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(78:17, MALS Records)
TRACK LIST: 1. Disarray 3:02 2. Faceless 7:56 3. Wither 9:22 4. Star Bound 4:42 5. Numb 4:05 6. Astral Dream 7:38 7. Delusion 4:06 8. Dance of the Elders 8:18 9. Take My Breath Away 14:13 10. Altered State 9:42 11. Reflections 5:13 LINEUP: Jeff Hamel – guitars, bass; keyboards; vocals Jessica Rasche – vocals Chris Nathe – drums With: Jerry Swan – bass John Wooten – drums Gregg Johns – guitars Jeremy Hamel – guitars
Prolusion. The US outfit MAJESTIC started out as the solo vehicle of composer and multi-instrumentalist Jeff Hamel, and prior to 2010 a total of three productions had been issued under this moniker. As this venture has evolved, additional musicians have been added to the roster of musicians present, and the current edition of the band has vocalist Rasche and drummer Nathe added to the list of permanent members. And it is with this revised core line-up and additional guest musicians that their fourth disc "Ataraxia" was recorded and subsequently issued by MALS Records in the fall of 2010, the third of their albums to be released by this label.
Analysis. Following the journey of Jeff Hamel and his Majestic band-project is an interesting experience. Debut effort "Descension" didn't really convince me, and due to that I never bothered to get round to experiencing the follow-up effort "String Theory" that appeared the following year. "Arrival" from 2009 was an unexpected delivery to my mailbox, however, and a highly surprising experience too. And while the high points of that effort were limited to two tracks, they still provided an hour's worth of excellent entertainment for those who have a soft spot for Pink Floyd-ian efforts. "Ataraxia" is in many ways a further step ahead for this band project, even if not convincing me as much as its predecessor. One of the many good points of this latest creation is the expansion of stylistic expression. While the foundation still seems to be set in the heartland of 70's Pink Floyd, Hamel and his cohorts expand the boundaries to some extent on this occasion. Gentle, ambient soundscapes have their place just as much as does symphonic art rock with dream-laden space-inspired keyboard textures, and those fond of themes of a more majestic nature will have their needs served as well. At times guitar riff cascades and soaring keyboards combine into a sound that might remind listeners slightly of Ayreon, although Hamel does prefer to dampen the sound of the guitars both in terms of a slicker, warmer sound as well as in the overall placement in the final mix. The technical aspects of this CD also appear to have been given an added level of polish, with a slicker and smoother overall sound in general, with warmth and a pleasant, organic edge to it. The compositions themselves also appear to be more dynamic, effortlessly and naturally evolving in a pleasant, free-flowing manner. Smooth and pleasant appear to me to be the main keywords in describing this production actually. As that description fits the technical aspects of the creation, it also fits my perceptions of the compositions explored. To my ears they lack a certain edge. I miss encountering the subtle contrasts briefly enhanced, the brooding synth texture adding a menacing atmosphere, the carefully inserted subtle dissonant element surprisingly appearing. And there aren't really any experiences of breathtaking beauty to be found either. The songs are nice and pleasant, with a certain ageless tinge to them that might or might not make this CD one that improves with age. On a couple of occasions I was suitably impressed, however, with second track Faceless and the following effort Wither the cases in question. Both these compositions feature intense themes and a dramatic edge that, in my personal opinion at least, enhance the listening experience a notch or two.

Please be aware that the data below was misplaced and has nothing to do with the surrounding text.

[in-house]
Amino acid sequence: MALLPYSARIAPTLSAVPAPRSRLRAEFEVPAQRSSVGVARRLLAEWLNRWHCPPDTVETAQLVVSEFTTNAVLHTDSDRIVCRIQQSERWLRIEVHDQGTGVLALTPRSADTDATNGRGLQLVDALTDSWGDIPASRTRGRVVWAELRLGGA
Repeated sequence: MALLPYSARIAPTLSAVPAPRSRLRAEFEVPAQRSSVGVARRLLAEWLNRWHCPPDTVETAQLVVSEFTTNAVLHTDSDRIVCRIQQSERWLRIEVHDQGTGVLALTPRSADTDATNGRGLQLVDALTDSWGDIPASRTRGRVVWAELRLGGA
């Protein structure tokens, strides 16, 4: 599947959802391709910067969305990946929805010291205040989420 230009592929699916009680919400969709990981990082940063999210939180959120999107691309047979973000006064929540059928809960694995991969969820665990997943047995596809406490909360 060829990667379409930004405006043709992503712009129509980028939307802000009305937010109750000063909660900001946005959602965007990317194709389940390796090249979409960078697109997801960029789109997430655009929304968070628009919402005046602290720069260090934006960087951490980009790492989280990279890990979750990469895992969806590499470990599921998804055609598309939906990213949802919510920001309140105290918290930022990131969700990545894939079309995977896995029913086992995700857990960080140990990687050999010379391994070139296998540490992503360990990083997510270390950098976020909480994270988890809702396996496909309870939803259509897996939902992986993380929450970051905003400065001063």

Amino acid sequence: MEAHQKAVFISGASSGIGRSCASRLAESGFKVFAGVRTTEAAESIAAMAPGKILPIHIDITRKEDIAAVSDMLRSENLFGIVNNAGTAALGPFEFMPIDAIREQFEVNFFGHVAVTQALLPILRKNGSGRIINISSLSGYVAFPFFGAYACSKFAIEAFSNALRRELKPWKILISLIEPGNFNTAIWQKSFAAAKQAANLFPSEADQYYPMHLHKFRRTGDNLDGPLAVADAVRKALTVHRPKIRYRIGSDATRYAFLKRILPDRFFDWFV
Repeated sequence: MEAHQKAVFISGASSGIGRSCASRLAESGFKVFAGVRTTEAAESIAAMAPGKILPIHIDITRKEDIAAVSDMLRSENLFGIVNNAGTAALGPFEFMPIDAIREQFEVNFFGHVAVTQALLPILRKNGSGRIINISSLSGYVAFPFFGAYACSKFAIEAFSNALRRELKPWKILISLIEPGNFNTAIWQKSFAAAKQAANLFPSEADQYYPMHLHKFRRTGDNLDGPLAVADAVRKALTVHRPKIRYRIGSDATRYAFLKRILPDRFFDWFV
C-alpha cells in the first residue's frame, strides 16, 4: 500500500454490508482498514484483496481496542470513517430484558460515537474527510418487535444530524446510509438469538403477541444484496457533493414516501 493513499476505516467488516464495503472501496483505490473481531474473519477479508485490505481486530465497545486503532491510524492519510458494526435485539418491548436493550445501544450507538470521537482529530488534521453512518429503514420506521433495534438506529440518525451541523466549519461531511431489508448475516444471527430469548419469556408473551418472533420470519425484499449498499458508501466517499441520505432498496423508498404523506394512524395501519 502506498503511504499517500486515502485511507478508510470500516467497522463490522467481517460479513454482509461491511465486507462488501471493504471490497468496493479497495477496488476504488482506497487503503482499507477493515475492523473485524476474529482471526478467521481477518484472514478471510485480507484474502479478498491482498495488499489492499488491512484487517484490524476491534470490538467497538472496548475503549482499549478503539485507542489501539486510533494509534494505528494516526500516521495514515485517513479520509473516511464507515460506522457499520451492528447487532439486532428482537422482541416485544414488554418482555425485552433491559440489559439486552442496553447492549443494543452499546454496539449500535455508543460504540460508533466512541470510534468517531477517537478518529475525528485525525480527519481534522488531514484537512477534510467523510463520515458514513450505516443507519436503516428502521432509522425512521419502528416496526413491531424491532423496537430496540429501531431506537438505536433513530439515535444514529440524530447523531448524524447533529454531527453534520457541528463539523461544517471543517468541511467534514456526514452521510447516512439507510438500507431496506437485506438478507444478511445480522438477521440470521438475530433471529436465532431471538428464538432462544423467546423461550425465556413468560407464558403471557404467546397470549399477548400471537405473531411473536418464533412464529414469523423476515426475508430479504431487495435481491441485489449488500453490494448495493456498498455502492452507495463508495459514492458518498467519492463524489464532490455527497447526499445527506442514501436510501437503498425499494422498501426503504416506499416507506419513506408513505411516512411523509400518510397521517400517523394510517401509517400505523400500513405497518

Conclusion. If you enjoy your art rock smoothly produced, find a Pink Floyd-inspired sound to be generally interesting and don't mind a band that adds in the occasional ambient or metal-tinged theme, Majestic's latest production "Ataraxia" is one that you'll most likely hold in high regard. In addition to followers of David Gilmour and company, I'd suggest fans of acts like Porcupine Tree to spend a few minutes sampling this artist, as I'd suspect quite a few of them would find him in general and this disc in particular to be rather appealing.
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